The Ebb & Flow of a Spiritual Practice

Today someone told me that they were inspired by my spiritual practice, and they bemoaned that their own practice came in “fits and starts”.

I’m flattered by the admiration, but honestly my practice has it’s own ups and downs, for sure – and I’ve decided that I’m okay with that. But it hasn’t always been easy for me to understand that it is indeed okay.

I used to beat myself up because I couldn’t get in the groove of journaling every single day – it felt like I wasn’t consistent in my journaling practice. And since I love beautiful journals I felt guilty every time I bought another one since I had a whole shelf full of beautiful empty journals. The thing I wasn’t giving myself credit for was that I also had a stack of journals that were indeed full of written pages. Then I realized that my practice was very consistent, it just wasn’t daily. My practice had a flow, a pattern, and it worked for me. I picked up journaling and morning pages when I needed them, sometimes that was everyday for weeks or months at a time, sometimes it was just once a week, sometimes I’d go for long stretches of not journaling at all.

I still journal this way, that’s my practice. It’s what works for me.

My yoga practice flows the same way. My meditation practice, although somewhat more regular from day to day, has it’s own ebb and flow, too.

Yes, I do have parts of my practice that are consistent in a daily way, but for my spiritual practices as a whole there is an ebb and flow. Sometimes my spiritual practice for the day is reading. Sometimes writing. Sometimes both.

Sometimes I meditate, or do yoga, or both.

Sometimes a long walk is a powerful spiritual practice.

And I think that’s just fine, since nature has an ebb and flow. Life has ups and downs. We have seasons.

The German philosopher Georg Wilhelm Friedrich Hegel said that “matter is spirit fallen into a state of self-otherness” . His idea has often been interpreted in the thought that “we are not humans having a spiritual experience, we are spiritual beings having a human experience.” If this is true, then we can’t not have a spiritual practice. We are spiritual beings. Our life is our practice.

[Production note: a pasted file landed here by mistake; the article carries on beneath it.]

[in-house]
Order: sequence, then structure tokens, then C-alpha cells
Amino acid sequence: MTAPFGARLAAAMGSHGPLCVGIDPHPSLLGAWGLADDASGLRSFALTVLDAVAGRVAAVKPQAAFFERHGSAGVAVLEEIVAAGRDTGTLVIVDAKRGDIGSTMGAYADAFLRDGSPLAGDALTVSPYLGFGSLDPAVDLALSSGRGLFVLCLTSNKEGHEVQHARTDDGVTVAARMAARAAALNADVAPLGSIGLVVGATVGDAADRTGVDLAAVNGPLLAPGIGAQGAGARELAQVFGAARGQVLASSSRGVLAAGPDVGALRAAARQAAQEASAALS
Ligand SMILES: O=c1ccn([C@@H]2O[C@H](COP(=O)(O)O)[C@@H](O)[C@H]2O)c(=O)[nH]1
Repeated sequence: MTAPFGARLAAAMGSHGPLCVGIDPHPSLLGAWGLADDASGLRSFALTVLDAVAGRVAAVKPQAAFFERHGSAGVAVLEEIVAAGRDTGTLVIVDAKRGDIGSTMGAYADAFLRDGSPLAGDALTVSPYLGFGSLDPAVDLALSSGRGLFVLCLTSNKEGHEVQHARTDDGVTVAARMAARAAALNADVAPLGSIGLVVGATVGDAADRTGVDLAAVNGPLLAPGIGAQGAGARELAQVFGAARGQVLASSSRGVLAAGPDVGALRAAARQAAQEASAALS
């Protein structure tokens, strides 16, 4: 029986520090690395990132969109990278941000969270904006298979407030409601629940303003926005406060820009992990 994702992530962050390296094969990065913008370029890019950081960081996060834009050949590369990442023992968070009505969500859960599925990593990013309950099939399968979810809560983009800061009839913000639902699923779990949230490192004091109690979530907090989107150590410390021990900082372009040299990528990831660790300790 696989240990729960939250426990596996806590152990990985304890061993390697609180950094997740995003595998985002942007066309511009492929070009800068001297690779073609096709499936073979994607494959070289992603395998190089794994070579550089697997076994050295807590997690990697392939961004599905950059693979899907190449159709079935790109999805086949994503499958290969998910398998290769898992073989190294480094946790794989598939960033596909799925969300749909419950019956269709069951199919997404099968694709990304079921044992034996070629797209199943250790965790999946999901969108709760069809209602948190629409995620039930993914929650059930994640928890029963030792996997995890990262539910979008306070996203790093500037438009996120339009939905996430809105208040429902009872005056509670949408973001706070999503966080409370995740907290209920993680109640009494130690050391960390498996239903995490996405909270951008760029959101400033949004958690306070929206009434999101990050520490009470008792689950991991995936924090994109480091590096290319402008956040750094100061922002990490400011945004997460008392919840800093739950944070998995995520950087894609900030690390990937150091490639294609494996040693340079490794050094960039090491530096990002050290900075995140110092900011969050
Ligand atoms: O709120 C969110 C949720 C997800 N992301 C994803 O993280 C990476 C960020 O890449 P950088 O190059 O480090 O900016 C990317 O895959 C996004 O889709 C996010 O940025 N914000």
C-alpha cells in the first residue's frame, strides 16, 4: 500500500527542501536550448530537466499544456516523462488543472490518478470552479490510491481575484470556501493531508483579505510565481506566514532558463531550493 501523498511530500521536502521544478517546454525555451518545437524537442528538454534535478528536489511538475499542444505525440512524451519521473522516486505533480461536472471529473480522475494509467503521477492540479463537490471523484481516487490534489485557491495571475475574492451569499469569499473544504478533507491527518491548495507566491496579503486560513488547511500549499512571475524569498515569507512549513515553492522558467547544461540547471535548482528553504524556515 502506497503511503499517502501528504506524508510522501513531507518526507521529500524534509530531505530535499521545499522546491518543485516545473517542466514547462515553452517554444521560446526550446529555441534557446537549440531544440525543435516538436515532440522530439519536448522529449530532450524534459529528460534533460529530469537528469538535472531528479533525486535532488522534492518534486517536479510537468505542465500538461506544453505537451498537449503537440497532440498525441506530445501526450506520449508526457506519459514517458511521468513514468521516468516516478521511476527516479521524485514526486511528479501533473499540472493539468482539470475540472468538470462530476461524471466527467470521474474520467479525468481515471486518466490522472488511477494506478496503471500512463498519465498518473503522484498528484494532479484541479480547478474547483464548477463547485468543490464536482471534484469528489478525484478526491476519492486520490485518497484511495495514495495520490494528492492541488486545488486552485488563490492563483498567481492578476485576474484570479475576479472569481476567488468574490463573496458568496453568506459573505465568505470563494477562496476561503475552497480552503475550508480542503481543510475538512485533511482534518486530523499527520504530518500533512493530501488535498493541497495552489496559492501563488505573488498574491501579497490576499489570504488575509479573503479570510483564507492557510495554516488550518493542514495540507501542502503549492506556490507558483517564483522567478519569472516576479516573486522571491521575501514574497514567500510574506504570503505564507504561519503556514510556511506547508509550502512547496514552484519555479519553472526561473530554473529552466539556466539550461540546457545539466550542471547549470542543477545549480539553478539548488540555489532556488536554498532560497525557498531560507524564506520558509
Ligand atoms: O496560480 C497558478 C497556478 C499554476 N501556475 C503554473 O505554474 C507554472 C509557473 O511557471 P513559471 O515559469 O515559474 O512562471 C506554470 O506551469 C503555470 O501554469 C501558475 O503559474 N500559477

Right now I’m in the middle of my course MOONLIGHT and this is a big part of what we’re practicing in that course – we’re following the moon cycle so we’ve got the perfect heavenly clock to support us with our own personal ebb and flow, our cycle of receiving and releasing. Waxing full and then waning. Over and over. Life is a cycle, a process.

Any athlete will tell you that the rest is just as important as the work. We need stillness, we need activity. Ebb and flow.

Seeds need time to germinate. Seeds spend lots of time underground in the dark, and from above it looks like nothing is happening. But in reality everything is happening!

We don’t always recognize that our “waning phases” are as important as our “waxing phases” but that’s the cycle, the journey, the ebb & flow. It’s a process.

Trust the process.

Love & Magic,


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2 Responses to The Ebb & Flow of a Spiritual Practice

  1. kathryn goddard says:

    You know I never considered some of the things I do as a spiritual practise,because I never labelled them as such. I am more inspired thinking about following the ebb and flow of the seasons,it’s a great shift.(I’m more of a whinger than a bemoaner,by the way!!)

    • Cindie says:

      Kathryn, I’m cracking up over here reading that you’re more of a whinger than a bemoaner!! You never fail to get me laughing and I appreciate that so much. I’m glad that this new perspective has inspired you a bit. Following the seasons, as well as the moon phases, has definitely been a practice that has supported me in my spiritual path in a very beautiful way. I’m so glad you dropped by and let me this comment. Sending you much love and joy as you continue to develop your own practice. xo

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